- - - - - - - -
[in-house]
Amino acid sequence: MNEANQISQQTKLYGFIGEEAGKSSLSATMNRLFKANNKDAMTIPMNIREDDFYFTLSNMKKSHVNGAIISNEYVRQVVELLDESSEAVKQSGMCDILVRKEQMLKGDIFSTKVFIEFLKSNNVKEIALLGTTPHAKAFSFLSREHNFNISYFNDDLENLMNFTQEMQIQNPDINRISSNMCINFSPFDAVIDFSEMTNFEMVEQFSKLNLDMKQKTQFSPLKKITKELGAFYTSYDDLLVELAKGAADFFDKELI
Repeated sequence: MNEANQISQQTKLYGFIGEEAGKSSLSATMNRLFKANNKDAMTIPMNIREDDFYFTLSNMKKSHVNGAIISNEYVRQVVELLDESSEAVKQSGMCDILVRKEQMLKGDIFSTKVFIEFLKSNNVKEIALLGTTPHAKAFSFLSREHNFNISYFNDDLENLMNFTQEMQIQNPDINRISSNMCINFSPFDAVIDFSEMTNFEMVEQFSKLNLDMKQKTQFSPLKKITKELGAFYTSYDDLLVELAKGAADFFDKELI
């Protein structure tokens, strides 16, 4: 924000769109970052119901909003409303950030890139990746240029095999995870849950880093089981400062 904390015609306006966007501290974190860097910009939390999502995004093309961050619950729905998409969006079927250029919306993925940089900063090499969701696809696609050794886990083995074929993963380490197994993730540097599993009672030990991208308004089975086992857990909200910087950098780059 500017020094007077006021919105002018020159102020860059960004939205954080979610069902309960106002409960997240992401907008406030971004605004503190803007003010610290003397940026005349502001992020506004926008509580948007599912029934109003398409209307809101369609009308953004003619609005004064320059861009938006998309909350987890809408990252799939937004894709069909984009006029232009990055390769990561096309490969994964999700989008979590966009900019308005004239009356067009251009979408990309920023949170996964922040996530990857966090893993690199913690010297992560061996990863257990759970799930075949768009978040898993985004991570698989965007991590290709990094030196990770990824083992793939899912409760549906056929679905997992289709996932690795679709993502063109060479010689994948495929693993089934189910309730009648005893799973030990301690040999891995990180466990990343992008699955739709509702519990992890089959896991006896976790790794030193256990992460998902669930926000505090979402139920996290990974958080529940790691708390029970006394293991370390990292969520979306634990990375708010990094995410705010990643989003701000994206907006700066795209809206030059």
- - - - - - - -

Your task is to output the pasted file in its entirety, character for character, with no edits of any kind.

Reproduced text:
[in-house]
Amino acid sequence: MNEANQISQQTKLYGFIGEEAGKSSLSATMNRLFKANNKDAMTIPMNIREDDFYFTLSNMKKSHVNGAIISNEYVRQVVELLDESSEAVKQSGMCDILVRKEQMLKGDIFSTKVFIEFLKSNNVKEIALLGTTPHAKAFSFLSREHNFNISYFNDDLENLMNFTQEMQIQNPDINRISSNMCINFSPFDAVIDFSEMTNFEMVEQFSKLNLDMKQKTQFSPLKKITKELGAFYTSYDDLLVELAKGAADFFDKELI
Repeated sequence: MNEANQISQQTKLYGFIGEEAGKSSLSATMNRLFKANNKDAMTIPMNIREDDFYFTLSNMKKSHVNGAIISNEYVRQVVELLDESSEAVKQSGMCDILVRKEQMLKGDIFSTKVFIEFLKSNNVKEIALLGTTPHAKAFSFLSREHNFNISYFNDDLENLMNFTQEMQIQNPDINRISSNMCINFSPFDAVIDFSEMTNFEMVEQFSKLNLDMKQKTQFSPLKKITKELGAFYTSYDDLLVELAKGAADFFDKELI
């Protein structure tokens, strides 16, 4: 924000769109970052119901909003409303950030890139990746240029095999995870849950880093089981400062 904390015609306006966007501290974190860097910009939390999502995004093309961050619950729905998409969006079927250029919306993925940089900063090499969701696809696609050794886990083995074929993963380490197994993730540097599993009672030990991208308004089975086992857990909200910087950098780059 500017020094007077006021919105002018020159102020860059960004939205954080979610069902309960106002409960997240992401907008406030971004605004503190803007003010610290003397940026005349502001992020506004926008509580948007599912029934109003398409209307809101369609009308953004003619609005004064320059861009938006998309909350987890809408990252799939937004894709069909984009006029232009990055390769990561096309490969994964999700989008979590966009900019308005004239009356067009251009979408990309920023949170996964922040996530990857966090893993690199913690010297992560061996990863257990759970799930075949768009978040898993985004991570698989965007991590290709990094030196990770990824083992793939899912409760549906056929679905997992289709996932690795679709993502063109060479010689994948495929693993089934189910309730009648005893799973030990301690040999891995990180466990990343992008699955739709509702519990992890089959896991006896976790790794030193256990992460998902669930926000505090979402139920996290990974958080529940790691708390029970006394293991370390990292969520979306634990990375708010990094995410705010990643989003701000994206907006700066795209809206030059």